I’m sure you’ve read just as many articles, blog posts and research on this topic as I have (which is far too many to count). But after my last post on all the benefits and bottom-line results companies with high employee engagement see, I thought I should give you one simple guideline to help your employees decide to engage.

Let’s be clear. You cannot engage your employees. Being engaged with your work is an individual decision every employee makes every day. The best you can do is create work environments and positions with which your employees want to engage.

To that end, here are three things you can do to create such an engaging environment:

1) Match job/role to personal abilities – Everyone is passionate about something. And everyone has things they “can do, but don’t really like to.” Too often, however, we shove people into positions that let them do what they’re passionate about and love doing 25% of the time. Like having your sales reps fill out spreadsheets. I’ve met few sales reps who like spreadsheets – they’d rather be selling! (And you need them to be selling.) So why not give the spreadsheet duties to someone on the team who much prefers to make sure everything is orderly, reported properly and kept track of?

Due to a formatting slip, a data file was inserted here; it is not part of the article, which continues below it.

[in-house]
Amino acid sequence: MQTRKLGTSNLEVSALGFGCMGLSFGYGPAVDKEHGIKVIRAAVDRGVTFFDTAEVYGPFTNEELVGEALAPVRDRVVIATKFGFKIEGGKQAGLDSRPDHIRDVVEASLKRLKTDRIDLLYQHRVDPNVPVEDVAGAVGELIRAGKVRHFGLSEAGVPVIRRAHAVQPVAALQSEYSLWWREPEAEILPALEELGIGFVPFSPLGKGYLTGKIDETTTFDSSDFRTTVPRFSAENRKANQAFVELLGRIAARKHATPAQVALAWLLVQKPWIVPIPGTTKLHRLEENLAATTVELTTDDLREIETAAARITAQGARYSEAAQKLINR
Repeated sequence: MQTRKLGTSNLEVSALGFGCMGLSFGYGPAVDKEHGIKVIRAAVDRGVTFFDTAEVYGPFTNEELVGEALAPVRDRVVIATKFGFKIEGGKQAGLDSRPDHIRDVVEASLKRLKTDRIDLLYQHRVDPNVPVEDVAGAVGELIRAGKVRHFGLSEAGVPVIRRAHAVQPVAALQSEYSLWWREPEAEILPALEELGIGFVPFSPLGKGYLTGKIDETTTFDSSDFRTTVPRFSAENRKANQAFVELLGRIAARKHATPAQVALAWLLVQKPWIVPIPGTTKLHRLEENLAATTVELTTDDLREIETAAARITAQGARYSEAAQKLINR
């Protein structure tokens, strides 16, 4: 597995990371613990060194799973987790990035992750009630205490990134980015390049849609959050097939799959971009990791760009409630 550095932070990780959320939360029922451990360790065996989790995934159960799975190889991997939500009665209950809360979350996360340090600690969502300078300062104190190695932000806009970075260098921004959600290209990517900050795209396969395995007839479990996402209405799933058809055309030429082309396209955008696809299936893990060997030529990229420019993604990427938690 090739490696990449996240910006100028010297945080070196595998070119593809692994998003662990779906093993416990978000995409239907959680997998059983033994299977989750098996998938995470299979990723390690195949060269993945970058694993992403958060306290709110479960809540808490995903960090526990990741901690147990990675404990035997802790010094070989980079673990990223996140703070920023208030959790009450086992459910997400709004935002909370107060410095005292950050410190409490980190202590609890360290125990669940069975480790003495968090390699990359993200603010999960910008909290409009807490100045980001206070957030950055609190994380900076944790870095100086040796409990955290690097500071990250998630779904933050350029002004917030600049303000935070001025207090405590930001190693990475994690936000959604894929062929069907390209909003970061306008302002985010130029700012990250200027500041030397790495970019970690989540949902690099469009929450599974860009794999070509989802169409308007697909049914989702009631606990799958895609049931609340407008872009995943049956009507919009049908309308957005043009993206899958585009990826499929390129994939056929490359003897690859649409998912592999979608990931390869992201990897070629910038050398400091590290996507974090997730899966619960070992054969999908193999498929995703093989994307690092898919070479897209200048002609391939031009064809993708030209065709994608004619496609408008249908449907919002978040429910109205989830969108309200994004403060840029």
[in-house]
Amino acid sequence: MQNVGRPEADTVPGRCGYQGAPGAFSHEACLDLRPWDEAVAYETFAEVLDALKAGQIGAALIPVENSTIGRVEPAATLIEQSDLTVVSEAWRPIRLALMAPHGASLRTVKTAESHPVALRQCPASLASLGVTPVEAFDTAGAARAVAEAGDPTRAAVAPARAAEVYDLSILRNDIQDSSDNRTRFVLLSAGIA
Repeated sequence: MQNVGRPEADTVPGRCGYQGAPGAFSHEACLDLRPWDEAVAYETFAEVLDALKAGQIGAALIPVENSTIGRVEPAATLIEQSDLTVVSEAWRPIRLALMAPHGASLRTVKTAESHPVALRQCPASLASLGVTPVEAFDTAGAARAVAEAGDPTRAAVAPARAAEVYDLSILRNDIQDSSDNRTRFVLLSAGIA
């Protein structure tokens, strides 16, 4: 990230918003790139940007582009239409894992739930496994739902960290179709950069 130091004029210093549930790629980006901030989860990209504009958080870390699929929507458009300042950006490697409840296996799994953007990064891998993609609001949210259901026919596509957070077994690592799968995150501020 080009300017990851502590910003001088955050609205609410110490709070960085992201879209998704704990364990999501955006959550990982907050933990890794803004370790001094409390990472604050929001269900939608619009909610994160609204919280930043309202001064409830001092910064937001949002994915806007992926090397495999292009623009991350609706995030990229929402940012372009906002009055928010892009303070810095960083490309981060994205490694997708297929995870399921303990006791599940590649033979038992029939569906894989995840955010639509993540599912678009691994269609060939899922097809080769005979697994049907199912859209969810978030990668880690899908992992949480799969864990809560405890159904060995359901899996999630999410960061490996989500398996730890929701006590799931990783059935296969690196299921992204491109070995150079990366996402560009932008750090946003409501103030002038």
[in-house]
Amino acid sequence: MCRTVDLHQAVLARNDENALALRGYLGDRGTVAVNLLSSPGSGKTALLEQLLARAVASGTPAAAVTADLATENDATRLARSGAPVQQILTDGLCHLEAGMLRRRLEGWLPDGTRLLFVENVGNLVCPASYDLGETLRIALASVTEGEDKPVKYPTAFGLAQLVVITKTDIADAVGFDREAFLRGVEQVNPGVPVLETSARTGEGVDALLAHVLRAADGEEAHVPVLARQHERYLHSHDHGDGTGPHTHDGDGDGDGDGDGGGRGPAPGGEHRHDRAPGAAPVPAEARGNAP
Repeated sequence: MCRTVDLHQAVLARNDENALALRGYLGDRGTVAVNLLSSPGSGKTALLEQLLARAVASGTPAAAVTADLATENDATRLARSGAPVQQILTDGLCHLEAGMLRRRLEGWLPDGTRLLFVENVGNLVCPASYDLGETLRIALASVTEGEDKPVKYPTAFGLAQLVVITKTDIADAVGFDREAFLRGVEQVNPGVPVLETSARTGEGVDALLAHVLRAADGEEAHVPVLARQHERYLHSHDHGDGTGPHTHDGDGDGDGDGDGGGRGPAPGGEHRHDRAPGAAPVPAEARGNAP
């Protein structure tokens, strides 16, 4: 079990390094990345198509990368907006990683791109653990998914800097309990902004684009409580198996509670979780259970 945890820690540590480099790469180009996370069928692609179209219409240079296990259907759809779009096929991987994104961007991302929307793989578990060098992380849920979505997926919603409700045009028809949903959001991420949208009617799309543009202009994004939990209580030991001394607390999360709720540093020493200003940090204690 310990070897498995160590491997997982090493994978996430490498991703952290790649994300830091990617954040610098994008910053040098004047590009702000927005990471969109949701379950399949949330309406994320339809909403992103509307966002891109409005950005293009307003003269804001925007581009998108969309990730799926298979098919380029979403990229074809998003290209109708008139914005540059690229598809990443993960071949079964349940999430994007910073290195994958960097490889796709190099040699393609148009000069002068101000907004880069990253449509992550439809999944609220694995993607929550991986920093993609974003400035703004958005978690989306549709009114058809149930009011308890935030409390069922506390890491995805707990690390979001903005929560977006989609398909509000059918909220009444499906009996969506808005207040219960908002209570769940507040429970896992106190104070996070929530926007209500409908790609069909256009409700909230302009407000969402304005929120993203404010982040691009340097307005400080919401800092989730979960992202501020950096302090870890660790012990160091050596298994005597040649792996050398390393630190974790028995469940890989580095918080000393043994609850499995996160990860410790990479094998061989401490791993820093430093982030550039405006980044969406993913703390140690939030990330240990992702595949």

2) Thank employees for their efforts – And be sure to acknowledge progress, not just results. People need to know if they’re doing what you need them to do in the way you need it done. If the only feedback you give is the negative or corrective kind, then most of the time, they’re functioning under the belief that they are doing the right thing because you’re leaving them alone. How much more effective would it be to tell your employees, “Joe, great job working on project X. Your efforts at A, B and C, have really helped the team meet their objectives for delivery much more quickly and at a higher quality. Well done!’

3) Help employees see the greater meaning and purpose in their work – If you make your appreciation and expressions of thanks specific as I illustrated above, you automatically help employees see the bigger picture of their role in contributing to achieving larger company objectives. CLC-Genesee and its parent company, the Corporate Executive Board, proved this in recent research, reporting:

“For instance, ‘One of the biggest levers that we’ve identified is a feeling of connection between what it is an employee does and what the company is all about,’ [Sarah] Johnson, [managing director of CLC-Genesee] says. ‘So if I feel that my work is essential to this business, that it reflects what our company is all about [and] I can see that link and the value of what it is I do, that drives engagement – which then has all sorts of positive consequences.’

“A company’s reward and recognition efforts, Johnson adds, can help reinforce an employee’s feeling that ‘I am valued by this organisation, that I am important here and that I make a contribution.’”

 What steps are you taking to help your employees want to engage? What’d I leave off my short list?

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